06/15/2010 05:12 am ET Updated Nov 17, 2011

Dancing, Culture and the Close Embrace

Two weeks ago I landed at Fiumicino, in Italy. Tired and cranky after a transatlantic flight, I proceeded to the baggage claim area, expecting a long wait for my suitcase. Rome's international airport -- a major destination -- is unfortunately infamous for its chaos. Last year even the mayor of the Eternal City was trapped for more than two hours hoping to retrieve his bags! Of course, shortly after his unexpected plight, the place improved a little bit, but (sorry fellow Romans) the truth is the truth: Fiumicino airport is a mess.

I summoned all my patience and tried to relax, keeping an eye on the gaping black hole that would eventually discharge my belongings. Within minutes, the waiting area filled with passengers, mainly young, and I suddenly realized that most of them were local high school students returning from New York, where they had attended the ever-popular Model UN.

Coming from the States, where I've been living for 20 something years, I was immediately surprised, amused and attracted by their body-language: arms in arms; arms around the waist; arms protectively circling shoulders -- holding hands. I had forgotten how touchy-feely we are in my country. And I loved what I saw. No fear of contact, no coyness. Their way of demonstrating camaraderie, love and friendship was openly physical.

The conversation, in between bits of stories about New York, Broadway and fabulous shopping in the Big Apple, was all about the joy of meeting again the morning after, in class. "Domani mattina! Tomorrow!" they reassured each other, already missing their week-long togetherness.
As usual, my mind immediately wandered to my favorite subject: tango, a dance that taps into our everyday life so much.

"How do you greet when you are introduced for the first time?" My teacher, Dardo Galletto, always asks his crowd of beginner students. "Show me!"

The result is unfailingly fascinating. The Americans shake hands, enthusiastically. The Asians too, with much more restraint of course. The Europeans in general are less formal and more physical: the Italians and French hug, happily. The Argentinians, instead, go for an immediate kiss. Am I profiling? I'm afraid so, but every time it happens, I'm impressed by how predictable people's reactions are.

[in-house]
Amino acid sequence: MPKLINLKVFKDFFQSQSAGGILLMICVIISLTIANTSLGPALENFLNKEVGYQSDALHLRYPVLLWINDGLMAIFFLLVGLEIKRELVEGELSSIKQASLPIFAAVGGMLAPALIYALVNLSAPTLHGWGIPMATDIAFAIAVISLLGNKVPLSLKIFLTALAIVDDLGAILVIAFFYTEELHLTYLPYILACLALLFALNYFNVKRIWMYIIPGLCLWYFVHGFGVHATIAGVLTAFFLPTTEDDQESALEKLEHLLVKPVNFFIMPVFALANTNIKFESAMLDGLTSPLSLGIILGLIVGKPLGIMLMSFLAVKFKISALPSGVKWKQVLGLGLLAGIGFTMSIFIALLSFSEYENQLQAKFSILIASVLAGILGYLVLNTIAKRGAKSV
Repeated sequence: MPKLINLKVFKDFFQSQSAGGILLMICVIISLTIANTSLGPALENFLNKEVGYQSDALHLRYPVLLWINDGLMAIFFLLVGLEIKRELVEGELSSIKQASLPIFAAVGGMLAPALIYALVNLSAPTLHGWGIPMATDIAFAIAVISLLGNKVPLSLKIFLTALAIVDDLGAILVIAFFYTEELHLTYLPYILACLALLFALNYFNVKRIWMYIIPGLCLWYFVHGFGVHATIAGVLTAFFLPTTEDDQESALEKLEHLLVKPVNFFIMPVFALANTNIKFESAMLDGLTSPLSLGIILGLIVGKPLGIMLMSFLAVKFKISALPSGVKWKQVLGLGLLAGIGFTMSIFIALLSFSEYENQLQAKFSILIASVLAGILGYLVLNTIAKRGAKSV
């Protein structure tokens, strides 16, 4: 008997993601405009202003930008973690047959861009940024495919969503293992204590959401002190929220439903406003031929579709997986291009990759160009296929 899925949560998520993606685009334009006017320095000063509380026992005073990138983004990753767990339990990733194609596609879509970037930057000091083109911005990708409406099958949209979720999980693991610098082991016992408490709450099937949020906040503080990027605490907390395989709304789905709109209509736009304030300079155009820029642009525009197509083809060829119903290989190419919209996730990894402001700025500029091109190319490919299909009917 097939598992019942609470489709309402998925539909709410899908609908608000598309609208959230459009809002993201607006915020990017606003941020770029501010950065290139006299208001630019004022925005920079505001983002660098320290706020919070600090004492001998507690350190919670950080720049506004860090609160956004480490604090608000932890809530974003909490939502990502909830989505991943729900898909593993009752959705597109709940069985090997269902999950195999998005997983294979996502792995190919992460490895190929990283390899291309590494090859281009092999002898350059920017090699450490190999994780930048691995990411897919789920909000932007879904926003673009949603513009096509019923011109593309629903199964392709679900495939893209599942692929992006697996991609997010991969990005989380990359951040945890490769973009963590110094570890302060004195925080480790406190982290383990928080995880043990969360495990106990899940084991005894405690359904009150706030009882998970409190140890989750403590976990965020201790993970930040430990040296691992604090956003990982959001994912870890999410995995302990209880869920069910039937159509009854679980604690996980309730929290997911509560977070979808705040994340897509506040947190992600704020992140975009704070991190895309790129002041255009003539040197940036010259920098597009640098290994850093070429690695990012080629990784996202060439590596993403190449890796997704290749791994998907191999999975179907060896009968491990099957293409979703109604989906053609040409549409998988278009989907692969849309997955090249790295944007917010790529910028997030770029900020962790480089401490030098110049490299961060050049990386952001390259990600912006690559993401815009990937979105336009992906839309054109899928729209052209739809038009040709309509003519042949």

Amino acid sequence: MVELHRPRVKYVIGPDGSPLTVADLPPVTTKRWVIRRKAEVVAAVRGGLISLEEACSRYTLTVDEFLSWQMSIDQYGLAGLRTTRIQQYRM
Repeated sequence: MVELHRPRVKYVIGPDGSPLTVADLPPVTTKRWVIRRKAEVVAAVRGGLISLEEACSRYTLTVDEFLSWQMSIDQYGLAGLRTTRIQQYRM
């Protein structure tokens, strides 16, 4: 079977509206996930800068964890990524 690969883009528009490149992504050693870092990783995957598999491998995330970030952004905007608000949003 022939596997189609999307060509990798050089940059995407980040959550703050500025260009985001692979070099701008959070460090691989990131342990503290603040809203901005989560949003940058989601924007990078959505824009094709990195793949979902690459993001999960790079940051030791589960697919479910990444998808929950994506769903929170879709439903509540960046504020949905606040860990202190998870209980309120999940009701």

"Go on, embrace! Do not shake hands. If you want to understand this dance, you need to let go." If at this point a Martian suddenly landed in the studio, he'd witness a strange scene: students of all ages, sex and stations of life, go around in a circle, embracing each other. A great exercise with immediate results.

Ice broken, it's a joy to see how people melt into each other's arms, almost with relief. But here comes another bump on the road of a beginner tango dancer: since women often outnumber men, I have to lead. In general the ladies, usually reluctant to be held by a member of their own sex, will now relax and allow me to maneuver them through the first steps. Surprising things have happened, like the time a tiny Russian lady ran away tsk-tskiing me as if I had offered some kind of obscene activity. Arms flaring, eyebrows raised, she fled and I haven't seen her since. What a boost for my self-esteem!

This, of course, leads me to think about tango, sensuality and, most important, our upbringing. What may look normal to me might be terrifying to others.

When I talk about sensuality I mean it as in the five senses. When we dance we hear, we feel, we see, we touch and yes, we smell too. Ever seen someone ready for an evening out? Men are always perfumed and gelled and the ladies made-up and bejeweled. We must make ourselves attractive in order to capture the attention of possible dancing partners.

But not everyone seems to think like this. Once, on one of my milongahopping nights (a milonga is a place where tango is danced) I hailed a taxi.

"How's your Saturday night? Having fun?" the extremely courteous Senegalese driver asked me. "Oh yeah, been dancing tango..." I answered.

"Lady, since we are never going to meet again, I'm gonna ask you a question," he proceeded, quite brazenly. "Tango is such a sexy dance ... how can men and women dance it together if they are not married? I would never allow my wife to do it." He eyed me in the rear-view mirror.

I tried my best to explain that, in general, after the music is finished the magic is over and we all go back to our homes. But of course the question lingered in my mind. Does tango ever leave our brains and hearts? And when the last note has vanished, slipped away into the darkness of the night, what's left? Longing? Desire? What? Maybe my Senegalese driver is right to shelter his wife from such activity.

And does anyone need protection from sensuality?